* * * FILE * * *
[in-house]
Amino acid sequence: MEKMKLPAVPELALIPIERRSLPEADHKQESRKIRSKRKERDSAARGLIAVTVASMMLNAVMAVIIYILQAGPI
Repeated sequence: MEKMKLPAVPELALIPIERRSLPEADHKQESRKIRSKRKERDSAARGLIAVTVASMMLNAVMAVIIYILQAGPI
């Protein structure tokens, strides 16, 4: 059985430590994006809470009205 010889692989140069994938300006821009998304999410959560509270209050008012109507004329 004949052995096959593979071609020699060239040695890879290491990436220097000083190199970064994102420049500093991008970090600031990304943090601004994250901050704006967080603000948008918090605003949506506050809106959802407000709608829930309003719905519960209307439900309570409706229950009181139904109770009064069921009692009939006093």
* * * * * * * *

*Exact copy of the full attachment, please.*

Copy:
[in-house]
Amino acid sequence: MEKMKLPAVPELALIPIERRSLPEADHKQESRKIRSKRKERDSAARGLIAVTVASMMLNAVMAVIIYILQAGPI
Repeated sequence: MEKMKLPAVPELALIPIERRSLPEADHKQESRKIRSKRKERDSAARGLIAVTVASMMLNAVMAVIIYILQAGPI
């Protein structure tokens, strides 16, 4: 059985430590994006809470009205 010889692989140069994938300006821009998304999410959560509270209050008012109507004329 004949052995096959593979071609020699060239040695890879290491990436220097000083190199970064994102420049500093991008970090600031990304943090601004994250901050704006967080603000948008918090605003949506506050809106959802407000709608829930309003719905519960209307439900309570409706229950009181139904109770009064069921009692009939006093």